The text sources for each track are listed here:
- Track I. Buddhism: Dhammapada (Buddhist text) (Danda Vagga – 10:129-132) (English and Pali)
- Track II. Sikhism: Guru Granth Sahib (p. 1238) (English and Gurumukhi)
- Track III. Christianity: Romans 13:8-13 (Bible) (English and Malayalam)
- Track IV. Zoroastrianism: Pahlavi Rivayat (8a8) (English and Pahlavi)
- Track V. Hinduism: Isa Upanishad (verses 6-7) and selections from Kabir (English and Hindi)
- Track VI. Jainism: Acharanga Sutra (Jain text) (Part 3: Lecture 15) (English and Adha Maghadi)
- Track VII. Islam: Rumi (along with affirming phrases in other religions)
Giishkaapkag (Where the Rock is Cut Through, 2019)
Odawa First Nation composer, Barbara Croall
The concept of unity through the careful marriage of musical styles and cultural traditions is clearly evident in Giishkaapkag (Where the Rock is Cut Through) by Odawa First Nation composer, Barbara Croall. However, in stark contrast to the principled themes presented in the music of Reena Esmail, Barbara Croall unapologetically confronts our collective quiescent acknowledgement with unabashed outrage at the violence visited upon women and girls throughout time. The thematic contrasts are audibly illustrated through the use of a traditional cedar flute, or Pipigwan, performed by the composer on this recording against the backdrop of intermittent classical orchestral forces.
In the program notes for Giishkaapkag (Where the Rock is Cut Through), Barbara Croall writes,
“As Nishinaabeg, we know of the rocks as the most ancient beings since this earth was created. When the rocks…are violated, it represents a violence to the feminine in creation. Due to Colonization, many women and girls have suffered…countless waves of violence, have disappeared…and have died…due to the many past and ongoing violations of Shkakmigkwe (Mother Earth). The rocks bear witness and speak to us of this.”
The frenetic nature of this work overtly expresses the “violence to the feminine in creation” as well as the very real violence against women and girls. In concurrent and persistent iterations of visceral vocalizations by the choir we hear the voices of women and girls, the sound of laughter, nature, birds, heartbeat, rattlesnakes, and wolves. Ultimately, the rocks bear witness to everything and the “ancient voices transcending time emerge from these rocks”, and speak to us. Barbara Croall reminds us that it is up to us to listen.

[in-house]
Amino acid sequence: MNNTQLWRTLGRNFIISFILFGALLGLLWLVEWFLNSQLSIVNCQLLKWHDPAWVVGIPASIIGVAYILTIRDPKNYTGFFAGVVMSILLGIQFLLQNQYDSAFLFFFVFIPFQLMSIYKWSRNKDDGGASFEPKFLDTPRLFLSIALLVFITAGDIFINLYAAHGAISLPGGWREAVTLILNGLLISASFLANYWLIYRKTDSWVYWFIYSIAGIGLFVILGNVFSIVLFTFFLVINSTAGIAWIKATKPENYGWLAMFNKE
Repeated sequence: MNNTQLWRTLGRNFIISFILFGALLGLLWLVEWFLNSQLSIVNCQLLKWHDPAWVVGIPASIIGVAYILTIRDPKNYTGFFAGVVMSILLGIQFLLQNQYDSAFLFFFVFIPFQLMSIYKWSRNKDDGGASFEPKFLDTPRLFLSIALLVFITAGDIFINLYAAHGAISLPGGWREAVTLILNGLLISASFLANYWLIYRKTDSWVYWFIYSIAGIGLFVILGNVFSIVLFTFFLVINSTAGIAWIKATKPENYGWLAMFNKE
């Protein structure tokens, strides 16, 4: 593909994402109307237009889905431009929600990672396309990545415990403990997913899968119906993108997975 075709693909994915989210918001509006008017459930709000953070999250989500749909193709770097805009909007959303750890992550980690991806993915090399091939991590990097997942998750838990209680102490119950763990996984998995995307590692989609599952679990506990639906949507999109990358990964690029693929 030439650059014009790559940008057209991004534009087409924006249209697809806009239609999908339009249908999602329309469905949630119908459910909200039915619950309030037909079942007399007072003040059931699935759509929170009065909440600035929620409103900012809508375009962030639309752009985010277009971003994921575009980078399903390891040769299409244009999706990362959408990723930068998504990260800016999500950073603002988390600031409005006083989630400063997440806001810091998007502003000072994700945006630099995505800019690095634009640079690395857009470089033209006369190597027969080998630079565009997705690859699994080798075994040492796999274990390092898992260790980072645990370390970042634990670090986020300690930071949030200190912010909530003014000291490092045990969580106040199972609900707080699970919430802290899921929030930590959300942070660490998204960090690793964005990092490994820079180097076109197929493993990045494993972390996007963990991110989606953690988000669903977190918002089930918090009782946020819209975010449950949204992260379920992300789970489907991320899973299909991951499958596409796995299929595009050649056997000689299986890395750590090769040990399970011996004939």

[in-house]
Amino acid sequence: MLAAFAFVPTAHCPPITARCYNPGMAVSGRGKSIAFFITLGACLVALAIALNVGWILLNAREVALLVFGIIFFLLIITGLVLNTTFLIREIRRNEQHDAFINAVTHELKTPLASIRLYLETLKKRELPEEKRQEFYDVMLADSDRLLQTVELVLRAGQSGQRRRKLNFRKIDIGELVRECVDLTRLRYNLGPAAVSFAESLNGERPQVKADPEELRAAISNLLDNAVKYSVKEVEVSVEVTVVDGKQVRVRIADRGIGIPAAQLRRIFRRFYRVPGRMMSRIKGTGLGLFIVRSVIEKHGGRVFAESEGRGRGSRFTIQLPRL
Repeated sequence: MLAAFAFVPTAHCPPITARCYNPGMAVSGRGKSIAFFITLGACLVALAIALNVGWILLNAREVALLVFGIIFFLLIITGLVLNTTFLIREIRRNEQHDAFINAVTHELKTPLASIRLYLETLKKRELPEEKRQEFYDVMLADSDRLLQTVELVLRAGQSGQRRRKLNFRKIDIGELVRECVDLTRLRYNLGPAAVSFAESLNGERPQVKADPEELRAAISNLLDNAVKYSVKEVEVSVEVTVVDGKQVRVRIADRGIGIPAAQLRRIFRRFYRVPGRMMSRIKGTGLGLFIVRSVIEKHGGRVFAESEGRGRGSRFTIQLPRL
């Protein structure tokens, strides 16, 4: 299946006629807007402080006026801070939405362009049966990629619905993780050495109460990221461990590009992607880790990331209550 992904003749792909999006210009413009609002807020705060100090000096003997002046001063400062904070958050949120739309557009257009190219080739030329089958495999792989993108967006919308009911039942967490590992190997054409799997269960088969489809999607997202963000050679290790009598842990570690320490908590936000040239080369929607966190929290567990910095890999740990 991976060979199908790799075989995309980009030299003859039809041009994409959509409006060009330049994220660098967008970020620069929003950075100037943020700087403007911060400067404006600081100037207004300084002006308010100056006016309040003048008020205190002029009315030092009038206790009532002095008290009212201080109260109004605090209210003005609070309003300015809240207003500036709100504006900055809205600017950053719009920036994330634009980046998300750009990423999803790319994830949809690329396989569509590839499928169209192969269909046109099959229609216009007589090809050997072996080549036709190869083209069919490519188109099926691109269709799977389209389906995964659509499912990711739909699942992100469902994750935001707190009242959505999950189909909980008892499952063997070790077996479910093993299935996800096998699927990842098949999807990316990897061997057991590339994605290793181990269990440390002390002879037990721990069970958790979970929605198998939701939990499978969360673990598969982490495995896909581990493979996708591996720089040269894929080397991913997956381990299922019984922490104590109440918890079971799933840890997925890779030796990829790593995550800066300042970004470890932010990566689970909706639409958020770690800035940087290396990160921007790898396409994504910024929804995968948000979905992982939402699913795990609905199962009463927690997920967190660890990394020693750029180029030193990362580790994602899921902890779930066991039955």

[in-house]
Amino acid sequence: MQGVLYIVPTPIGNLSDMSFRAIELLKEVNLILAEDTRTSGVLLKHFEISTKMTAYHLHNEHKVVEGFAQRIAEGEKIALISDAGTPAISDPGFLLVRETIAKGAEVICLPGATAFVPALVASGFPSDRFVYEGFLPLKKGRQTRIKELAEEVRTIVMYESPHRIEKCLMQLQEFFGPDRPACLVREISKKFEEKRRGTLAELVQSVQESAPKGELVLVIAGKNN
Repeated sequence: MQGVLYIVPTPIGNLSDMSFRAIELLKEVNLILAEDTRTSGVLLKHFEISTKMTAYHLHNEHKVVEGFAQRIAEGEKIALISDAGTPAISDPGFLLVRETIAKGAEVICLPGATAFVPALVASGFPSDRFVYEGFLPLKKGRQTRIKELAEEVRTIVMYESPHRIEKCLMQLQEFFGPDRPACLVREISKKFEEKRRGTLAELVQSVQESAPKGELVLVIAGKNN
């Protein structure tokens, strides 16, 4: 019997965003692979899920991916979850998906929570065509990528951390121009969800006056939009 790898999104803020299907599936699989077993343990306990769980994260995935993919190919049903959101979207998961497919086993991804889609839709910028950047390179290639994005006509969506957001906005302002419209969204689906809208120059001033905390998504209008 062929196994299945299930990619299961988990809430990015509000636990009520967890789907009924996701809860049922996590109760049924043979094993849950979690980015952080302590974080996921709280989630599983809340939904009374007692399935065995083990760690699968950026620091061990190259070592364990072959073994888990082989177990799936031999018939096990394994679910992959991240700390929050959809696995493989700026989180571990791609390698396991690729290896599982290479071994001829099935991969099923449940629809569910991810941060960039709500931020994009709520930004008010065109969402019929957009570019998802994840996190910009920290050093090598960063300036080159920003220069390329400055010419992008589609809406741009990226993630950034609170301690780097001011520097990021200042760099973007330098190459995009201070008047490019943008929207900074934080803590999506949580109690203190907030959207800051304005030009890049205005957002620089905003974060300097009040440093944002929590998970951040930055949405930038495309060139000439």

The Elora Singers are an all-professional Grammy- and JUNO-nominated chamber choir founded in 1980. They have an established reputation as one of the finest chamber choirs in Canada with a commitment to Canadian repertoire and twelve releases on the NAXOS label. The Elora Singers are known for their “rich, warm sound and clarity of texture…and collaborations with other Canadian and international artists.” Conductor Mark Vuorinen is also the artistic director of the Waterloo Regions Grand Philharmonic Choir, Associate Professor and Chair of Music at Conrad Grebel University College at the University of Waterloo.
T. J. Harper is Associate Professor of Music, Director of Choral Activities and Chair of the Department of Music at Loyola Marymount University in Los Angeles, CA. He conducts the University’s three choral ensembles as well as courses in Conducting, Secondary Choral Methods, Applied Conducting, and Applied Voice. Dr. Harper received the Doctor of Musical Arts degree from the University of Southern California where he graduated with honors. www.harpertj.com
Edited by Claire Storey, UK